A few North American Indian tribes invented a jewelry that could double as money. It was called wampum and was made from small, polished pieces of seashells. It was managed in several ways. It was jewelry as the picture shows; often it was kept in long belts and was used in the way rosary beads are used today although the wampum belt was more a family history than a religious tool. Also kept in belt form, individual wampum could be slipped off as a form of cash; the intrinsic value came from its attractiveness as jewelry and the time and labor it took to convert clam shells to wampum. These belts were the first wallets in North America.
Wampum was traded or given between individuals directly. There were no banks. Interestingly, the citizens of Kenya in 2007 became the first country to launch ‘mobile money’ transfer service through a cell phone provider that plays the role of a money exchange. Swapped phone to phone, no bank is necessary.
The banking industry is very concerned that smartphones could perform a similar exchange and would not need banking services. The current market is encouraged by banks to use the ubiquitous credit card which places the bank in the middle of every transaction. Banks also handle credit not just for retail but for massive loans to corporations. Naturally, banks, like any broker, sit between two parties and have ingenious ways of culling a ‘few’ dollars from both parties. Don’t get Elizabeth Warren started!
In 1933 banks, investment banks and insurance companies were broken apart. One corporation could not operate more than one function. This was done by the government to control manipulation between functions to make banks seem like they had more assets than they really had. In 1999, the banks, long complaining about the breakup, finally had that legislation overturned. By 2008, nine short years, the bank industry collapsed, causing a lot of people to lose a lot of money especially in real estate. The US had to restart the banking industry by giving banks 700 billion dollars. Don’t get Elizabeth Warren and lots of every day Americans started!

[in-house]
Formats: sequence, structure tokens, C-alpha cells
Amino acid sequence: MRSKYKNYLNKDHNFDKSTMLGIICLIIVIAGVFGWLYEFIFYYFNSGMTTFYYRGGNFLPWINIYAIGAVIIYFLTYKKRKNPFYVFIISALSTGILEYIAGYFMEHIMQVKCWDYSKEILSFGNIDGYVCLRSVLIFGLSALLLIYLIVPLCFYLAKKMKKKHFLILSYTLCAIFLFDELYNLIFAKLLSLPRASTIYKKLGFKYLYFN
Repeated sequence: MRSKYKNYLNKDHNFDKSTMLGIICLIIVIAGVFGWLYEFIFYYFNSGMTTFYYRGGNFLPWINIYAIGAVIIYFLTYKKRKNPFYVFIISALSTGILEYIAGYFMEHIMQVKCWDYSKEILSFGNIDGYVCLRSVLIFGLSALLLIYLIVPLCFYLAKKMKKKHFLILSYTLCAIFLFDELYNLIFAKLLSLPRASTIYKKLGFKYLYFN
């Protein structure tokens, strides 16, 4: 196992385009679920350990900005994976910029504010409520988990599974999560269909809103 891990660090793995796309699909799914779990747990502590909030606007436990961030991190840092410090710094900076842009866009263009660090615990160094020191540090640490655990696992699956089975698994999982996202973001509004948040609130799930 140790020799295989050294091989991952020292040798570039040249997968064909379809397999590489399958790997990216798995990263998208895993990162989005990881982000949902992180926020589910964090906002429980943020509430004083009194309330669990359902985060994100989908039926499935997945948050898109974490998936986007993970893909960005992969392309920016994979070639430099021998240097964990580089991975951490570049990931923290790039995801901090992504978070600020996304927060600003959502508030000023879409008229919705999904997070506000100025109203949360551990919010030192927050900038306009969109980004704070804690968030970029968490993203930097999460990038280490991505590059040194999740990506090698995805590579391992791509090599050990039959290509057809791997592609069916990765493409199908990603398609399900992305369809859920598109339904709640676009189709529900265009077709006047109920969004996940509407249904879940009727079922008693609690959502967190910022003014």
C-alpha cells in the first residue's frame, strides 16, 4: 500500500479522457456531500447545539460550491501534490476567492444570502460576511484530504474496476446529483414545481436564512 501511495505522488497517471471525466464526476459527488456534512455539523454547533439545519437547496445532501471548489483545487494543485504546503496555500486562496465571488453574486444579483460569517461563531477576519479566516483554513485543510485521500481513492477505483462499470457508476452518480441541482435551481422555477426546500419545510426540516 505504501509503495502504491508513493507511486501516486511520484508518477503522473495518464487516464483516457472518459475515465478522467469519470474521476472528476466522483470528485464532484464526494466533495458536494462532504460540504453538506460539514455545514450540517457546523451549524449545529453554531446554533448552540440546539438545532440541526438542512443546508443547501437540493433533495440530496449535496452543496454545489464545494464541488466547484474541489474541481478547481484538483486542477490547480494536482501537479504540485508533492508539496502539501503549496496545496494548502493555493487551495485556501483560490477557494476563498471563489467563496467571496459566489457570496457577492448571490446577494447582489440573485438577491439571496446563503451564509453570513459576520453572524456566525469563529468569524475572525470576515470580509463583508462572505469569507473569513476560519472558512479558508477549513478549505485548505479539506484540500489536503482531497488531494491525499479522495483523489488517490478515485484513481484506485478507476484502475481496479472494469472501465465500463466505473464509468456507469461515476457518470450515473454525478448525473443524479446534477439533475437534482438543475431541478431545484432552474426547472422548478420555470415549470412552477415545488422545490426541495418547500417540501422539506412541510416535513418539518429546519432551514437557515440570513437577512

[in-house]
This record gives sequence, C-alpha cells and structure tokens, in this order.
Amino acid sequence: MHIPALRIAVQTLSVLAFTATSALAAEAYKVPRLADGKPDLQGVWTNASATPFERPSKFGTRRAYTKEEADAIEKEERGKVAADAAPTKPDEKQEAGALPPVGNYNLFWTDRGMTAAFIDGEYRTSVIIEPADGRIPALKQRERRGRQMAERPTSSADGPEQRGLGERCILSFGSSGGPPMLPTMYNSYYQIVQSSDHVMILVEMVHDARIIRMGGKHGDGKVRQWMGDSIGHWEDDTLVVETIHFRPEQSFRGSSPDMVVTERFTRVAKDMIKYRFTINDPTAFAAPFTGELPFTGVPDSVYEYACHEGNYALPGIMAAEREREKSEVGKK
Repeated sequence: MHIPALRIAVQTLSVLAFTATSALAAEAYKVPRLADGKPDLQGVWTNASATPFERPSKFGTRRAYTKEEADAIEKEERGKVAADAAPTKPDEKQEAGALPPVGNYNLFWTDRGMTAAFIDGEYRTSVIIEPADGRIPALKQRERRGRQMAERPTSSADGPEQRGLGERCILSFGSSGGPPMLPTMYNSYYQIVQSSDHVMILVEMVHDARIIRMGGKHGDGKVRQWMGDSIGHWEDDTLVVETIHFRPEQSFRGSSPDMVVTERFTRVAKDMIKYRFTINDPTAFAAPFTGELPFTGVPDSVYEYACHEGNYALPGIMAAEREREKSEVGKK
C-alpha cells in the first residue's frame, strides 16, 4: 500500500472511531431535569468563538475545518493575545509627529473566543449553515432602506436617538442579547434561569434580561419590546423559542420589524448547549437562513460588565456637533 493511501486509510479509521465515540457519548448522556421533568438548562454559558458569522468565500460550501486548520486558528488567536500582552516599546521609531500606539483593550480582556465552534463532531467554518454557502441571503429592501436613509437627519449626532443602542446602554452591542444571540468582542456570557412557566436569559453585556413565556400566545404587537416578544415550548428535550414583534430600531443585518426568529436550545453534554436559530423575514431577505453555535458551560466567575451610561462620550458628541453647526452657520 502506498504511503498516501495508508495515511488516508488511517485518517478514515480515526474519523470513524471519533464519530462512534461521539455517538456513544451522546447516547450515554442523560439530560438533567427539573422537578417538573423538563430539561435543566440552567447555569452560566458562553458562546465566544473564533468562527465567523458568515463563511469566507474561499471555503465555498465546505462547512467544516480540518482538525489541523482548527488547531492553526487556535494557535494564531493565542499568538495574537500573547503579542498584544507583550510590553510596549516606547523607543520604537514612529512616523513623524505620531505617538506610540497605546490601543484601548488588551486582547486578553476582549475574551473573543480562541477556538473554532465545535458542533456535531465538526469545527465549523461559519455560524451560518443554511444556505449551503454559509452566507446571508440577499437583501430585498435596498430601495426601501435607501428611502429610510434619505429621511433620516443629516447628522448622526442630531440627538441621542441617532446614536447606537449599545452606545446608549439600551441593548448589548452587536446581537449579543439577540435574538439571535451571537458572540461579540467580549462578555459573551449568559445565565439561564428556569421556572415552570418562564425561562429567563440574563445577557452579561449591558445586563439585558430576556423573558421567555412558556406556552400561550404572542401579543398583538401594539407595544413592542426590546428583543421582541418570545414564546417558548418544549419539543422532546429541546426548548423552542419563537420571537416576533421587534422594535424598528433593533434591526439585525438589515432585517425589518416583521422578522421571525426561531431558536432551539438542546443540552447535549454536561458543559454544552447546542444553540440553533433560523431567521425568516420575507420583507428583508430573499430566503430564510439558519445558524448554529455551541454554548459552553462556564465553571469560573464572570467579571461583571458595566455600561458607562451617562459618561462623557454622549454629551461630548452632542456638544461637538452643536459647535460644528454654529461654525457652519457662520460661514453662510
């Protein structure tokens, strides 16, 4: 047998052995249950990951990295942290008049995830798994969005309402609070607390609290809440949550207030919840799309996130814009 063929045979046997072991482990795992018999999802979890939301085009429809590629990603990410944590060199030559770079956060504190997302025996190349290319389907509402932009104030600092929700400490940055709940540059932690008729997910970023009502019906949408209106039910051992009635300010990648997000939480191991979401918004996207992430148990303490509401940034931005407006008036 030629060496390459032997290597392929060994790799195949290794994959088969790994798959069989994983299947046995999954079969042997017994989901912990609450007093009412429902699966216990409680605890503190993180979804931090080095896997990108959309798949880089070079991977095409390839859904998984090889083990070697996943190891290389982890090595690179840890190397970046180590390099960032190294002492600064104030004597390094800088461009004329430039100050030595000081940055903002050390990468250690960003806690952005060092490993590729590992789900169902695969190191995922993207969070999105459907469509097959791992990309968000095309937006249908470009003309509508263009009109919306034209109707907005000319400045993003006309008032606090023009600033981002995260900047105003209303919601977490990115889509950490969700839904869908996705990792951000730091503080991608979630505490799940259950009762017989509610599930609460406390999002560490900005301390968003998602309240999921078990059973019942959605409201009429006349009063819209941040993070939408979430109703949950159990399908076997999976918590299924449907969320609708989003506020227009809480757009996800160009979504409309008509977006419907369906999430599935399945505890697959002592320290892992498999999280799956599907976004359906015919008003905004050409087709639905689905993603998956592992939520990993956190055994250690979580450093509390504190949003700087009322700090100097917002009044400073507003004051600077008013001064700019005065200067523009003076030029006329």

Many readers will remember the Savings and Loan collapse in 1989. Recovery cost the nation 160 billion dollars. The cause was a combination of constraints in the amount of interest banks could charge on mortgages while inflation rose to 18 percent by 1980.
The banks have been meddling with another economic function in recent years: they are sharing financial information with big data. So banks have the new ability to know what a person spends money on, what their financial habits are and whether a person is susceptible to a marketing scheme or conversely not a good risk because they ate bacon for breakfast. Don’t get Elizabeth Warren and a lot of privacy advocates started.
As a comparison to another industry, Donald is championing the fossil fuel industry to overturn every kind of regulation that interferes with oil profit. Should the fossil fuel industry advise the public on the ramifications of global warming? No more than banks should control the nation’s economy.
Break ‘em up! As to retail transactions, why are they called ‘smart’ phones? The Kenyans know.
 Glass Steagall Act